Irrespective of whether your hearing is via telephone or video, make sure that you have all of the materials you will need downloaded and easily accessible. There should be a court bundle for the hearing of the documents that will be referred to and this should be sent to you by your solicitor (or by your opponent’s solicitor if you do not have legal representation). Most court bundles are being prepared as an electronic document using PDF software but if you do not have the ability to access this whilst also accessing the hearing (such as because you have one laptop / device) then you can request a printed copy of the bundle.

You may wish to consider attending the hearing from the office of your solicitor to minimise the potential technology issues you may face.

Joining the hearing

You should be given instructions from the court on whether they expect you to log in at the time of your hearing or if you will receive an email confirming that you should now join. The practice is different across different courts and if you are in any doubt, please contact the court to confirm the position.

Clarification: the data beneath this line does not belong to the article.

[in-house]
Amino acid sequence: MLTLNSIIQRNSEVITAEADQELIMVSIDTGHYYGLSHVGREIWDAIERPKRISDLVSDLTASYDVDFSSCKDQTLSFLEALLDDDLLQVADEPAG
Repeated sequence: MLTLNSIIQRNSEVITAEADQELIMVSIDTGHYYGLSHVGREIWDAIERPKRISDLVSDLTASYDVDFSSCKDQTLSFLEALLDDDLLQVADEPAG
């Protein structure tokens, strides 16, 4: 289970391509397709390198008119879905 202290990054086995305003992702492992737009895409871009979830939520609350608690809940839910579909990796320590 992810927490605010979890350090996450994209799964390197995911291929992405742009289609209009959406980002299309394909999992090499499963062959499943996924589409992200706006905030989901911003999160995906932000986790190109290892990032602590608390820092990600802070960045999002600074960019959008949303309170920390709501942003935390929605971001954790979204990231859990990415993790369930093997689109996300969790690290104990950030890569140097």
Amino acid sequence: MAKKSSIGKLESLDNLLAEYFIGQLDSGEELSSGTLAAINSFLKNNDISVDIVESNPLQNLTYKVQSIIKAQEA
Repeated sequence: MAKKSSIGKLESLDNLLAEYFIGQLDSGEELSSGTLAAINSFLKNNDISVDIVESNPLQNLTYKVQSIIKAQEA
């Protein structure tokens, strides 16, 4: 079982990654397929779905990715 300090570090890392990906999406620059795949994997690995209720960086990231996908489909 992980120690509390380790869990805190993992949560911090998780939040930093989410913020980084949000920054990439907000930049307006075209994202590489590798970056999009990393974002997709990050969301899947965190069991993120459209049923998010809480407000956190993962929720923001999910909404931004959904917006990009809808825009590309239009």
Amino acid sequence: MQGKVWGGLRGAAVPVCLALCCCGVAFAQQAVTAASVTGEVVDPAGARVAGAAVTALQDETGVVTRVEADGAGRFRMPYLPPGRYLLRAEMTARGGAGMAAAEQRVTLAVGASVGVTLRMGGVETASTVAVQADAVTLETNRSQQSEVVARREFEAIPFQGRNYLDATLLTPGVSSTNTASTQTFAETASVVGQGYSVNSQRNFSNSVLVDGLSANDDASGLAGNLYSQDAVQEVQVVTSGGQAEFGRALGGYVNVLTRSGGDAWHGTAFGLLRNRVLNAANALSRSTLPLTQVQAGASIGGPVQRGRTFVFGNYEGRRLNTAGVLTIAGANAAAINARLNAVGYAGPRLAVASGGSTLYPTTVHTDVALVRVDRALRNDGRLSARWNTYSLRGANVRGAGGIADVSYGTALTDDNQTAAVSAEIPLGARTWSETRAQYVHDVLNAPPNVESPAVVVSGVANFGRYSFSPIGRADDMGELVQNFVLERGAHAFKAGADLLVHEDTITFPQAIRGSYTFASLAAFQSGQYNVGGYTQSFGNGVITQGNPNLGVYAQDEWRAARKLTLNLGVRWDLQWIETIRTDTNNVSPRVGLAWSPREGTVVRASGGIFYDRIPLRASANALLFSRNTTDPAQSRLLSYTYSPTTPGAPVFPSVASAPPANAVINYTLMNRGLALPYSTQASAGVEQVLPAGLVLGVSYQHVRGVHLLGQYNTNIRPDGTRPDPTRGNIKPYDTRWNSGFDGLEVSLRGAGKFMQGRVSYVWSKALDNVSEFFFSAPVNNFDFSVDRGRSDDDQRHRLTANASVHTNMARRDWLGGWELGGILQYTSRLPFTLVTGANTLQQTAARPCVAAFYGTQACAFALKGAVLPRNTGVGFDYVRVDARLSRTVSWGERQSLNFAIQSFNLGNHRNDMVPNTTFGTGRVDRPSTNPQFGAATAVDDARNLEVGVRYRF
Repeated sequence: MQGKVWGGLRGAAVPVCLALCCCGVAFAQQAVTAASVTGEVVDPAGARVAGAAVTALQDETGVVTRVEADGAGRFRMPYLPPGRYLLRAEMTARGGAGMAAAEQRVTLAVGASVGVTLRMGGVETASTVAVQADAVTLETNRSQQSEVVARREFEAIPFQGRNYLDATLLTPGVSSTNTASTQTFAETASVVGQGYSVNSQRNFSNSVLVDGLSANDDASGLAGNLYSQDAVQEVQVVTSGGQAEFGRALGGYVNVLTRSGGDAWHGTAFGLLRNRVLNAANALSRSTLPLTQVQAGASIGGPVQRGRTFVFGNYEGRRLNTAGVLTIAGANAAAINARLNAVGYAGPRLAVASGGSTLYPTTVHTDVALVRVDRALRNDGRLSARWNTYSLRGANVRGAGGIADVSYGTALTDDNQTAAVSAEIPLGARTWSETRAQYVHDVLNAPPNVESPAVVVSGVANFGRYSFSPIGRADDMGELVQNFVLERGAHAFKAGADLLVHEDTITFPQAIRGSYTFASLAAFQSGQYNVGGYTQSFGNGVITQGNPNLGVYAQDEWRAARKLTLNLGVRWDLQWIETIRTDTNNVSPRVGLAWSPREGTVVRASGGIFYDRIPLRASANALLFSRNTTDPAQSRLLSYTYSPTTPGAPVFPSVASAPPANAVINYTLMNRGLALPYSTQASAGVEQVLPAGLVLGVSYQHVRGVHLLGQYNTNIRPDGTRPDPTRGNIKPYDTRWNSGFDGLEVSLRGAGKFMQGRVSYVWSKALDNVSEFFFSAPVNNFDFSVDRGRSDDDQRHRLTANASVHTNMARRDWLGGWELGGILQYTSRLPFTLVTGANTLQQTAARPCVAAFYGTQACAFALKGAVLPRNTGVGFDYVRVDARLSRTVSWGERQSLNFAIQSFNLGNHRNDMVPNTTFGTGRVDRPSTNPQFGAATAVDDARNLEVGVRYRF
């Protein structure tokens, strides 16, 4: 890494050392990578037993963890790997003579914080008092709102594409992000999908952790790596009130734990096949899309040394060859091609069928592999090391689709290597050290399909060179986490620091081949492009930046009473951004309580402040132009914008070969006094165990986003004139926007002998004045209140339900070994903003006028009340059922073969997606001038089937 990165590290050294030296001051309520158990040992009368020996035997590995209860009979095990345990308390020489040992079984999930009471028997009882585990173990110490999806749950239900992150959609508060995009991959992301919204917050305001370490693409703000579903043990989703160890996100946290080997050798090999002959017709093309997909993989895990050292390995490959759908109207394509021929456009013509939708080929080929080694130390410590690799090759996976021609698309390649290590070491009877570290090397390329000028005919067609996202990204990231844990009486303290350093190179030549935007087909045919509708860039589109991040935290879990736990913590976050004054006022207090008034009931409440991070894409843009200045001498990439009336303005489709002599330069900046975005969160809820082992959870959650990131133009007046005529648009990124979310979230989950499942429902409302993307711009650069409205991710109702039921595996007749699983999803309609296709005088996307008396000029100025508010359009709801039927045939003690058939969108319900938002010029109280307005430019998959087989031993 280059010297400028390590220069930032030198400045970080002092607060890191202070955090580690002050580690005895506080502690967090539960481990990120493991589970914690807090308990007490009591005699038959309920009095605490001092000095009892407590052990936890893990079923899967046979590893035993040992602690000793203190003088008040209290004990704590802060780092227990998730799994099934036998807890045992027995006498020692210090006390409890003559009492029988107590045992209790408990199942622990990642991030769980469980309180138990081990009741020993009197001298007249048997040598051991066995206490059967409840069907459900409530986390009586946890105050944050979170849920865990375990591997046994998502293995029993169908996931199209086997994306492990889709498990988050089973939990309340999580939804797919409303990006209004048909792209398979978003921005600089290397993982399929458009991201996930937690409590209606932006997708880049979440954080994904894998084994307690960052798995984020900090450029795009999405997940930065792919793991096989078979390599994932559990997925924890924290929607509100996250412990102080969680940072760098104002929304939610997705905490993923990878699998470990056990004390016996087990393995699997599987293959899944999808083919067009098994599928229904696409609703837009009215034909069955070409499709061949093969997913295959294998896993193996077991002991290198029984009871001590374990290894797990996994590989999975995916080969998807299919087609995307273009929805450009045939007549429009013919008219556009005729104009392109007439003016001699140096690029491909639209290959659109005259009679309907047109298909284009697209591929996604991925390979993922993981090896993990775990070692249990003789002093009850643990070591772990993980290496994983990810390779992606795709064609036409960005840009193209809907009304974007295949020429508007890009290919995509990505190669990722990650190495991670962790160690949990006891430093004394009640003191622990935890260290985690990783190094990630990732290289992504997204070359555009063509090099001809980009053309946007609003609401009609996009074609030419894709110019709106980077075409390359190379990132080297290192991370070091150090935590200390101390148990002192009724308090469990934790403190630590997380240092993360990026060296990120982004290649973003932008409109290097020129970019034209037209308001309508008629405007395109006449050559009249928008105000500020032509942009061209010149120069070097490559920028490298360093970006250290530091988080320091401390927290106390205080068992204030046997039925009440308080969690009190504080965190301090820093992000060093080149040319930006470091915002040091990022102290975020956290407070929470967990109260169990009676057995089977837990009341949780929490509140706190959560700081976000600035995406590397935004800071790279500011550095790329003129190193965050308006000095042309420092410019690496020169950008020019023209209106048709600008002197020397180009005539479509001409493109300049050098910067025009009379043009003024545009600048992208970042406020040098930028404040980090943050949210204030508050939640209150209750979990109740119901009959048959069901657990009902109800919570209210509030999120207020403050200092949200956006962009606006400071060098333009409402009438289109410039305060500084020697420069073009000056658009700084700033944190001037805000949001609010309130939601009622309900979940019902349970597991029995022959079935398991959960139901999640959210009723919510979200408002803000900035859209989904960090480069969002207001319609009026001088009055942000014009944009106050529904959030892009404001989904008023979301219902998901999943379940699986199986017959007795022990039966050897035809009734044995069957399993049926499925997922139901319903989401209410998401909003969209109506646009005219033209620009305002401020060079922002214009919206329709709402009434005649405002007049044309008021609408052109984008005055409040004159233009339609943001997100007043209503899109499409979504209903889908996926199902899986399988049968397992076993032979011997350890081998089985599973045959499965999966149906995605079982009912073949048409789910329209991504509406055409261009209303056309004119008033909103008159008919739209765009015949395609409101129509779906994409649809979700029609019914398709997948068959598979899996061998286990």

If you have technology issues joining the hearing please contact your solicitor, your opponent’s solicitor and the court so that they are aware you are having difficulties.

During the hearing

If you are giving evidence during the hearing (this is likely to be because it is a Final Hearing of the application) then you will be asked to swear an oath on the truth of your statements and the oral evidence you are giving. Due to being held remotely, you will be asked to give a non-religious oath called an affirmation but if you wish to give a religious oath then please have your religious book to hand as you will need to hold this while giving the oath.